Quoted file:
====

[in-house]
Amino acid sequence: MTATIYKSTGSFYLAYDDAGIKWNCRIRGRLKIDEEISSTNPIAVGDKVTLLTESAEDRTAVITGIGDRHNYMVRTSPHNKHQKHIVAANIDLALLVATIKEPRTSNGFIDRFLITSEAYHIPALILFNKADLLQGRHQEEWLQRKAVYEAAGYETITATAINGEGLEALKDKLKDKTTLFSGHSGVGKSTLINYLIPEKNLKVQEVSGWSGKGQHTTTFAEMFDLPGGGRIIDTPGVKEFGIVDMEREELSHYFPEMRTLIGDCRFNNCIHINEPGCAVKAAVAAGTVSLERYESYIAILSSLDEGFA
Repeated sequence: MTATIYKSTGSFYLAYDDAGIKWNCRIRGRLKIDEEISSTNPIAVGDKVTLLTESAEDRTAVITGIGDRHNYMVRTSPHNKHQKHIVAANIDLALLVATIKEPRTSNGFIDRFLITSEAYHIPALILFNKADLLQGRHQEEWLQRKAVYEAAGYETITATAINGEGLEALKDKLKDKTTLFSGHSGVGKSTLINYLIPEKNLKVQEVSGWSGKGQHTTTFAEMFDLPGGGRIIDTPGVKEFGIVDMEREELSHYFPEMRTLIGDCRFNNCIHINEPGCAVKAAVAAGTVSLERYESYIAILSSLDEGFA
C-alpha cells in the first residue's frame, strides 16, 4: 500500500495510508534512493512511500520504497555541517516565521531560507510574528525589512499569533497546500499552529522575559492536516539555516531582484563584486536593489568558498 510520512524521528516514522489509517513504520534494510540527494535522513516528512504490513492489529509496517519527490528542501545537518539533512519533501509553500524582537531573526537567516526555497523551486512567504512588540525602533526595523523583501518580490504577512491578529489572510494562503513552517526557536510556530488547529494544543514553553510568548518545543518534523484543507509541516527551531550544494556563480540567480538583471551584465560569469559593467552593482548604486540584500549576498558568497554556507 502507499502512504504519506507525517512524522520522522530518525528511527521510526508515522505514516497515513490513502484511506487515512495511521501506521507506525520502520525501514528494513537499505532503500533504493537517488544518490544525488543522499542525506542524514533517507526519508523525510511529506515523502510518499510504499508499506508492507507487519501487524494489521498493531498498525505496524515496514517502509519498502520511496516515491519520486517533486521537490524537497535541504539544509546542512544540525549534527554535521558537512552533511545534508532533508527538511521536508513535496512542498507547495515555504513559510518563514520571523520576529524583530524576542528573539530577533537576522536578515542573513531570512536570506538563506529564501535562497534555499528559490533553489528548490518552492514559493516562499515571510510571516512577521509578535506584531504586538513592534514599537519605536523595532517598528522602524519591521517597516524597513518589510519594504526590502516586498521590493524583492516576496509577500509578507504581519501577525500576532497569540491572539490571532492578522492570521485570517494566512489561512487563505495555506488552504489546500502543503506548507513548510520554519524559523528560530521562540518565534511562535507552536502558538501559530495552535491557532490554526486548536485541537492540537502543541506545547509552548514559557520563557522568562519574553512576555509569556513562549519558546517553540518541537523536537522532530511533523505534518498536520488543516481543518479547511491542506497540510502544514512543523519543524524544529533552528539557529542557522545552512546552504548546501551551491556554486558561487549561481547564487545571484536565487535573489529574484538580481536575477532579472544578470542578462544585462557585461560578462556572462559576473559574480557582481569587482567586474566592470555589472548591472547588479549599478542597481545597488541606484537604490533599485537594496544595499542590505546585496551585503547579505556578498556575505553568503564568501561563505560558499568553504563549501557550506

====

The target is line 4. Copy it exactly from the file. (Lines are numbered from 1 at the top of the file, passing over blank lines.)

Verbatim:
C-alpha cells in the first residue's frame, strides 16, 4: 500500500495510508534512493512511500520504497555541517516565521531560507510574528525589512499569533497546500499552529522575559492536516539555516531582484563584486536593489568558498 510520512524521528516514522489509517513504520534494510540527494535522513516528512504490513492489529509496517519527490528542501545537518539533512519533501509553500524582537531573526537567516526555497523551486512567504512588540525602533526595523523583501518580490504577512491578529489572510494562503513552517526557536510556530488547529494544543514553553510568548518545543518534523484543507509541516527551531550544494556563480540567480538583471551584465560569469559593467552593482548604486540584500549576498558568497554556507 502507499502512504504519506507525517512524522520522522530518525528511527521510526508515522505514516497515513490513502484511506487515512495511521501506521507506525520502520525501514528494513537499505532503500533504493537517488544518490544525488543522499542525506542524514533517507526519508523525510511529506515523502510518499510504499508499506508492507507487519501487524494489521498493531498498525505496524515496514517502509519498502520511496516515491519520486517533486521537490524537497535541504539544509546542512544540525549534527554535521558537512552533511545534508532533508527538511521536508513535496512542498507547495515555504513559510518563514520571523520576529524583530524576542528573539530577533537576522536578515542573513531570512536570506538563506529564501535562497534555499528559490533553489528548490518552492514559493516562499515571510510571516512577521509578535506584531504586538513592534514599537519605536523595532517598528522602524519591521517597516524597513518589510519594504526590502516586498521590493524583492516576496509577500509578507504581519501577525500576532497569540491572539490571532492578522492570521485570517494566512489561512487563505495555506488552504489546500502543503506548507513548510520554519524559523528560530521562540518565534511562535507552536502558538501559530495552535491557532490554526486548536485541537492540537502543541506545547509552548514559557520563557522568562519574553512576555509569556513562549519558546517553540518541537523536537522532530511533523505534518498536520488543516481543518479547511491542506497540510502544514512543523519543524524544529533552528539557529542557522545552512546552504548546501551551491556554486558561487549561481547564487545571484536565487535573489529574484538580481536575477532579472544578470542578462544585462557585461560578462556572462559576473559574480557582481569587482567586474566592470555589472548591472547588479549599478542597481545597488541606484537604490533599485537594496544595499542590505546585496551585503547579505556578498556575505553568503564568501561563505560558499568553504563549501557550506